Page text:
#TaxMarch, Detroit-Style — Photo Journal, Week 15
What am I doing in Detroit this week you might want to know. Or not.
My film’s most universal theme is about the persistence to stay alive, and potentially thrive, in a world where the rules have been changed and the finish line has been repeatedly moved to a position some might consider not worth trying to reach. Sounds a little bit like America as whole right now, huh?
My Detroit film is focusing a lot on the outer areas of the city. It’s where my great uncle once lived the “American dream” — full-time work for the Ford Motor Company and home ownership with a fruit tree in every yard (cherry, peach or apple, according to one local woman I spoke to this week). As I write this on Easter Sunday, I am inspired by the words of another born-and-raised Detroiter I talked to, who said his grandmother always told his Ford-employed family, “If they offer you overtime on a holiday you take it and when you get a day off, you make your holiday then.”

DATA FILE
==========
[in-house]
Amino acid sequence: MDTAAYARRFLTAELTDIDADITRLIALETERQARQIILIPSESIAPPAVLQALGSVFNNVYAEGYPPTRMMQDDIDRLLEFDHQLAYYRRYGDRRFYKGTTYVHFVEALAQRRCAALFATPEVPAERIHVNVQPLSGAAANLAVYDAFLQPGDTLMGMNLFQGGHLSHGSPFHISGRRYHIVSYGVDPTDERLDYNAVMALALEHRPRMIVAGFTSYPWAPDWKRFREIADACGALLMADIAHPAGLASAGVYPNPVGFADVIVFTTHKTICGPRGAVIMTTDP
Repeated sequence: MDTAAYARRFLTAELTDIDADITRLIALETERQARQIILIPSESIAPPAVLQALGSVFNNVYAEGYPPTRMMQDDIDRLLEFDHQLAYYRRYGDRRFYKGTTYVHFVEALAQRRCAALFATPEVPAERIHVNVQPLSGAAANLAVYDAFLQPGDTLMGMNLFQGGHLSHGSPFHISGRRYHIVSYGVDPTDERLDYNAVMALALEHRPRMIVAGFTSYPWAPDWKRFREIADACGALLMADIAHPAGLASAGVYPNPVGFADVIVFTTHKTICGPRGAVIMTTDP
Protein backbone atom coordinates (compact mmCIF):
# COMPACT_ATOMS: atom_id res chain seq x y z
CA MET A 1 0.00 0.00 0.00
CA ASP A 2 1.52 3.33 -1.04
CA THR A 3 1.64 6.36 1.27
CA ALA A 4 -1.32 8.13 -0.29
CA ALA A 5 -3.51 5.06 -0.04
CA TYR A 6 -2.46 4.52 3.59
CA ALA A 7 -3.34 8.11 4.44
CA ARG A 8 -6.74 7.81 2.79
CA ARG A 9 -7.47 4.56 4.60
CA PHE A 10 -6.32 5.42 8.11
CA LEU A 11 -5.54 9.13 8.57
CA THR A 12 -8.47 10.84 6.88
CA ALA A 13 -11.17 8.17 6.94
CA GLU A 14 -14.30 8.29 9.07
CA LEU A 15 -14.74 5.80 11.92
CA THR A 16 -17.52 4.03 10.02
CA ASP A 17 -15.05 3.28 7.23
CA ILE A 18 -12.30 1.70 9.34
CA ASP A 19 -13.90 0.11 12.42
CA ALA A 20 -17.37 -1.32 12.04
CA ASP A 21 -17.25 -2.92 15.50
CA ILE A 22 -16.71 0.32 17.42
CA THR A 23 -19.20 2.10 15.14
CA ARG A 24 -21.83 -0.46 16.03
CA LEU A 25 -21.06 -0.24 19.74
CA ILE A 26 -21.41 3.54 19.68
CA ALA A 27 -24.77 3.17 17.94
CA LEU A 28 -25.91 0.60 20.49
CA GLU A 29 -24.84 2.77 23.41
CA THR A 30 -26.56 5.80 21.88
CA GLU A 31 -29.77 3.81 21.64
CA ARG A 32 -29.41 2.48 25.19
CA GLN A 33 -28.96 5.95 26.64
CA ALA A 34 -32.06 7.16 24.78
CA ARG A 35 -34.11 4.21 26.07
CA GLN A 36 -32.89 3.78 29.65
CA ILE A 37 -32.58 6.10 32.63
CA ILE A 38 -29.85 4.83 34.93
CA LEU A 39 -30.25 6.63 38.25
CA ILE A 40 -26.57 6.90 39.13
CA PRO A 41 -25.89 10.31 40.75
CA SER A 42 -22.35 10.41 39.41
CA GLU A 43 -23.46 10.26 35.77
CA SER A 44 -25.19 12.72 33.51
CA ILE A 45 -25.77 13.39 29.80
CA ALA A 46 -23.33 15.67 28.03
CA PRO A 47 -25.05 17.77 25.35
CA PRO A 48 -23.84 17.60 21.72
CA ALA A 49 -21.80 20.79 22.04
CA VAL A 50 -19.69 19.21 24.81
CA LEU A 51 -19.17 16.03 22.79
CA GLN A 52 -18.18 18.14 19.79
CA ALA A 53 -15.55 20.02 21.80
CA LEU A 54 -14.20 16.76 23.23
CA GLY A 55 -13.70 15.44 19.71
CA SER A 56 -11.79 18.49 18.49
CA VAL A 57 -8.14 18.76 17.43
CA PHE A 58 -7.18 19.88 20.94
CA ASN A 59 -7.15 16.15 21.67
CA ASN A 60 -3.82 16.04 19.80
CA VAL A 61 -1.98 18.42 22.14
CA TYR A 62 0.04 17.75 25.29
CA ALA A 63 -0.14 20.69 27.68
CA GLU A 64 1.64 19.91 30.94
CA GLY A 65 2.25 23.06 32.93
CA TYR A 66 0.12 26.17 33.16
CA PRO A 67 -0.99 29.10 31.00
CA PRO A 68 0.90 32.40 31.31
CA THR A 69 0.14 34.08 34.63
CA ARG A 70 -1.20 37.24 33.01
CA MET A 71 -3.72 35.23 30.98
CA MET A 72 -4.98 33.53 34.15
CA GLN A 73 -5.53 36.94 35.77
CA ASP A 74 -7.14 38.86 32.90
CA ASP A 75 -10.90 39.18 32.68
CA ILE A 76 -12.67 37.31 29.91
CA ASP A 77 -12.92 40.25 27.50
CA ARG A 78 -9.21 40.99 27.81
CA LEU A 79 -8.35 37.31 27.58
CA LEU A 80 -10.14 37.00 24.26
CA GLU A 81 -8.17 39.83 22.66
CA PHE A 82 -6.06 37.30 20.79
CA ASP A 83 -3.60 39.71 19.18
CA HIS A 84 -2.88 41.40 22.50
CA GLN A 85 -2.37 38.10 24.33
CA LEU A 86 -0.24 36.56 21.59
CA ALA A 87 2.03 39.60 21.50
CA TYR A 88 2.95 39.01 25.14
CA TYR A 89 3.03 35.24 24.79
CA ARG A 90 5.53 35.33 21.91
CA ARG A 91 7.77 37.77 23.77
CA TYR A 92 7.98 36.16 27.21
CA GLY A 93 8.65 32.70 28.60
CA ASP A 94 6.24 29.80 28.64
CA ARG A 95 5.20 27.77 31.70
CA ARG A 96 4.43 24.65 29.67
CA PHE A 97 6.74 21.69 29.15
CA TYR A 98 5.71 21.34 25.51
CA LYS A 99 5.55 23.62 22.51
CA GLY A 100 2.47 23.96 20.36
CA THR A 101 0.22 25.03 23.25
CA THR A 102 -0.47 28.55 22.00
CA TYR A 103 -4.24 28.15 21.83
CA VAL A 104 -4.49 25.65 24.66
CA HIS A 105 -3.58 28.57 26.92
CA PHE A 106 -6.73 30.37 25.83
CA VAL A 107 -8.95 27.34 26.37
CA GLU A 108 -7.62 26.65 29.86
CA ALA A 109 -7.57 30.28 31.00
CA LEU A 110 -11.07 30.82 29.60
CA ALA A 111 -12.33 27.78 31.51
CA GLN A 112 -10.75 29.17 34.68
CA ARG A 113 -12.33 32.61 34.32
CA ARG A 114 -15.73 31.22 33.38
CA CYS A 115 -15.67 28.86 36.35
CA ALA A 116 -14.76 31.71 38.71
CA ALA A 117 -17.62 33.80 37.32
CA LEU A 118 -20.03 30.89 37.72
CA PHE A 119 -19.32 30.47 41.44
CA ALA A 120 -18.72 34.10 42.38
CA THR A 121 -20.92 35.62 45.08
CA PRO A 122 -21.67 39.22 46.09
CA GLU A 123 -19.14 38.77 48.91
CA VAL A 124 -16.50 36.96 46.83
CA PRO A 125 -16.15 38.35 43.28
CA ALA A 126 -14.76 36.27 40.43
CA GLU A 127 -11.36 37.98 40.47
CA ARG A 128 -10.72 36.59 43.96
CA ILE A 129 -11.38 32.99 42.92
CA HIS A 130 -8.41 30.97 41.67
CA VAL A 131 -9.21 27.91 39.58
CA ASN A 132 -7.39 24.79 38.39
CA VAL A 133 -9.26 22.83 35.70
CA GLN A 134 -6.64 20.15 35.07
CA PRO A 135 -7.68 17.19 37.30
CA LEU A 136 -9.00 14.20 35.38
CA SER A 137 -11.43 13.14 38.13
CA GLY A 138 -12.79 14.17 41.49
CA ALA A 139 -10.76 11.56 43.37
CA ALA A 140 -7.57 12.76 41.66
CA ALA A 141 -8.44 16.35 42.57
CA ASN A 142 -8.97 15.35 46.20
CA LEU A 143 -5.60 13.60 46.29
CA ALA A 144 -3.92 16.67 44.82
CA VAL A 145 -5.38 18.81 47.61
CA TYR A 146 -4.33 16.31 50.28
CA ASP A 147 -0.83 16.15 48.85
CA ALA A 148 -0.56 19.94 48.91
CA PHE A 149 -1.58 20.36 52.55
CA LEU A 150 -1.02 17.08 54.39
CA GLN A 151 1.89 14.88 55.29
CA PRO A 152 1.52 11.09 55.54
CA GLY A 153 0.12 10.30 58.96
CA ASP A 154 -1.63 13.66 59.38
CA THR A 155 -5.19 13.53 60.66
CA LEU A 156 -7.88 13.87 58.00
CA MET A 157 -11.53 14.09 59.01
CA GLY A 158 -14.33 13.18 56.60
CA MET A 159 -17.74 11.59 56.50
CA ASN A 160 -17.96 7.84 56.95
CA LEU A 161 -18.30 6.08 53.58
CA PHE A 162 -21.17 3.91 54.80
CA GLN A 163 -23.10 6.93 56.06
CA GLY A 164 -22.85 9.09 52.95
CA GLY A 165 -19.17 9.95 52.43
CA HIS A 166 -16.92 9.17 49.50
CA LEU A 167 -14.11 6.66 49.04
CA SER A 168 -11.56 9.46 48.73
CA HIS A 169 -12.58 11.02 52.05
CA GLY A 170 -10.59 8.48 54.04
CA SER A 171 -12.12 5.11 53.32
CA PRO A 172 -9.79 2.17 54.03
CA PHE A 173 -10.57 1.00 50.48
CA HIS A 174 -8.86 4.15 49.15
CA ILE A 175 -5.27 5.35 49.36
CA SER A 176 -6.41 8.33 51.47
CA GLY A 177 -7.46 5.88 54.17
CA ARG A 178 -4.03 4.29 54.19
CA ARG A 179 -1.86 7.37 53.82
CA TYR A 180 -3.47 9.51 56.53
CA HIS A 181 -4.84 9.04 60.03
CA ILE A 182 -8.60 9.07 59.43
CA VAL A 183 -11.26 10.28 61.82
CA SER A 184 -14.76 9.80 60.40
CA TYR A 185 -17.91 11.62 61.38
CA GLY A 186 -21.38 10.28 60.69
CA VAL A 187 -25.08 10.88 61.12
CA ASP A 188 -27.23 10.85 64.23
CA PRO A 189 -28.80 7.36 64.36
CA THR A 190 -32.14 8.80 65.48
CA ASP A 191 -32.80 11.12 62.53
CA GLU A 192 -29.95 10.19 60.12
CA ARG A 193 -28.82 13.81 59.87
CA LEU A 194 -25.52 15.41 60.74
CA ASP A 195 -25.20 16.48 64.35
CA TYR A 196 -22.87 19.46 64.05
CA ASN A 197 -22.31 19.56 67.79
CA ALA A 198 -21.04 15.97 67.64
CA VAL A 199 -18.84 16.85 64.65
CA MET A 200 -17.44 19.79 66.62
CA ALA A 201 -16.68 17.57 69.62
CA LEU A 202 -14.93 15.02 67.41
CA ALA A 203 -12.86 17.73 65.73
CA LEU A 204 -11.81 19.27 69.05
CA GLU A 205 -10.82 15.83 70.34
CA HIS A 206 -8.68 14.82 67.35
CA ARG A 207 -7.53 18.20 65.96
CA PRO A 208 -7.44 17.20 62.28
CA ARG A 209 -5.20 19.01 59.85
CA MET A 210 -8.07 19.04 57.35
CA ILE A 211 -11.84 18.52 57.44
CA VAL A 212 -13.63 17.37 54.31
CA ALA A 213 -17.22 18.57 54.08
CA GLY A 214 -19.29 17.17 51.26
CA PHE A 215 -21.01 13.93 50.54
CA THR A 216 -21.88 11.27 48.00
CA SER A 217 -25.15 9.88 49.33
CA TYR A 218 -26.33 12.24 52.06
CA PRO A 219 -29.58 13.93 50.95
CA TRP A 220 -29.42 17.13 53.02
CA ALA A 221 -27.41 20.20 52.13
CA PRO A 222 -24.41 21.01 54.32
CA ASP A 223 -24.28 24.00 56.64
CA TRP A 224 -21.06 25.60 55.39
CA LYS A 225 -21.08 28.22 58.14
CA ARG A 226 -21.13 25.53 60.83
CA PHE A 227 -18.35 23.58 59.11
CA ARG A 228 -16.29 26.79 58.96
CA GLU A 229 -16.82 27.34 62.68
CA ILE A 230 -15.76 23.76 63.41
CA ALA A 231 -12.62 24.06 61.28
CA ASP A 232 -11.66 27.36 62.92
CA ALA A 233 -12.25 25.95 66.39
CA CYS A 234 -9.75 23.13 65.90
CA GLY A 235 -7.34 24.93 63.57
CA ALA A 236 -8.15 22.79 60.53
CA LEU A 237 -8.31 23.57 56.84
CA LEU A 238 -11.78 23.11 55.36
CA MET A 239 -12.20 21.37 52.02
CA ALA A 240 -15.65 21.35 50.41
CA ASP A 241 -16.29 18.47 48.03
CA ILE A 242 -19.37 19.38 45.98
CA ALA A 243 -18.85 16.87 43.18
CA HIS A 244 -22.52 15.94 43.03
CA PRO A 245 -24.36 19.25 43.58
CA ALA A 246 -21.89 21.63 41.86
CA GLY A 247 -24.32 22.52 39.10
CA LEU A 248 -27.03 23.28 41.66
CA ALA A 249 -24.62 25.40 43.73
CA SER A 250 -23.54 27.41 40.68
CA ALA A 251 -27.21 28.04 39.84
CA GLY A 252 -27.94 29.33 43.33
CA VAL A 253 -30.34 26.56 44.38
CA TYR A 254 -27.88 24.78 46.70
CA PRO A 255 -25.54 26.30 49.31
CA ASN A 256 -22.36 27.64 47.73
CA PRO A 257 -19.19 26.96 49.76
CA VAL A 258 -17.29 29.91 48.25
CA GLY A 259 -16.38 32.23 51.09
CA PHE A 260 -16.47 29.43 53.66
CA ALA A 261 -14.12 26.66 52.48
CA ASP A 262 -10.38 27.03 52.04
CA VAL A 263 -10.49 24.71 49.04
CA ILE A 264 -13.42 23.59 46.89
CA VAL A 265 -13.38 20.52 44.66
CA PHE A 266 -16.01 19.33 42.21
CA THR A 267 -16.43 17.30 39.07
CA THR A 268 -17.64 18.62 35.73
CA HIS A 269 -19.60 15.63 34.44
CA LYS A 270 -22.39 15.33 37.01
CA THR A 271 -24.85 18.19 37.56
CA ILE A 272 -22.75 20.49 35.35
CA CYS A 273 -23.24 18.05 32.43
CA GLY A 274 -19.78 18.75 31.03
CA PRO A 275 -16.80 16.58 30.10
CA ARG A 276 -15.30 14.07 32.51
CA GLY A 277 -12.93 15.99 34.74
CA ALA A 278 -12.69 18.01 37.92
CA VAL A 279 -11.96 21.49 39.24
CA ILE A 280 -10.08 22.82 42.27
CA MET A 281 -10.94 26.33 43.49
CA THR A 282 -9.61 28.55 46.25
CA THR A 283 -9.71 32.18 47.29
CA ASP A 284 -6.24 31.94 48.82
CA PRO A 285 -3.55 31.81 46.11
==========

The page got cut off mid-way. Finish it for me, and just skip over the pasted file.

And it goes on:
There’s no overtime pay for the freelancer, of course, but there are taxes. To me, they’re an American tradition that you have the right to vocally oppose and/or demand to know where the money you pay is going. Another tradition is seeing the tax returns of people running for (much less occupying) public office. Pretty simple stuff. After all, if there’s a reasonable speculation you might have some monetary ties to a country like say, Russia, well it might be in the interest of our democracy that that be revealed.
I ventured to downtown Detroit for the #TaxMarch, which was well organized by Indivisible Non Partisan District 9. While the crowd was small compared to what I’m used to in San Francisco, the passion and the outrage were the same.
Over the course of my three visits (so far) to Detroit while working on this project, I’ve been reminded that the city’s size is some 143-square miles (you can fit San Francisco, Manhattan and Boston into that and still have room left over). Its population has shrunk from an almighty almost 2 million in 1950 to less than 700,000 today. Getting 400 people to come downtown (when there were other marches in the suburbs and state capitol at Lansing) was a good turnout and I was proud to be a part of — if only for a few hours — what they call “Detroit strong”.
The more time I spend in Detroit, the more I come to appreciate its tough exterior, always administered with a healthy dose of down-to-earth openness and genuine friendliness. These signs kind of sum that up.
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